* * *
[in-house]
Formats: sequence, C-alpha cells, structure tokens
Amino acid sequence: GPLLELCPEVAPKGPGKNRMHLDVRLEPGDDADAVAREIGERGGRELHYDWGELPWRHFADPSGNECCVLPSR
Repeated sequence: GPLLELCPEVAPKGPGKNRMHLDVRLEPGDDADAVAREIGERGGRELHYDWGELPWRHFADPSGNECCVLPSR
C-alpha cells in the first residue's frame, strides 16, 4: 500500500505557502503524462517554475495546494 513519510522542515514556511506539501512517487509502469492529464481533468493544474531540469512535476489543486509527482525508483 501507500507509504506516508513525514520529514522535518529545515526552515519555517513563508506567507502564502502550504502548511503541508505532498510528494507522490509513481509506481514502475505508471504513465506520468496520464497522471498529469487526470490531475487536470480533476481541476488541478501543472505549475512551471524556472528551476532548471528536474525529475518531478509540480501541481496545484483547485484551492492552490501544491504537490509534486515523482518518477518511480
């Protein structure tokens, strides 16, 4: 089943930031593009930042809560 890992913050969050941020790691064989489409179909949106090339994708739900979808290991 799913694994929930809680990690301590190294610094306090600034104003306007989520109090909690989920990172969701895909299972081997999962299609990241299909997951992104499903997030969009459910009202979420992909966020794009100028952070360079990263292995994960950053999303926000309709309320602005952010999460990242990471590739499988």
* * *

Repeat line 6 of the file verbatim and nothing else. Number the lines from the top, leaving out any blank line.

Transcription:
């Protein structure tokens, strides 16, 4: 089943930031593009930042809560 890992913050969050941020790691064989489409179909949106090339994708739900979808290991 799913694994929930809680990690301590190294610094306090600034104003306007989520109090909690989920990172969701895909299972081997999962299609990241299909997951992104499903997030969009459910009202979420992909966020794009100028952070360079990263292995994960950053999303926000309709309320602005952010999460990242990471590739499988």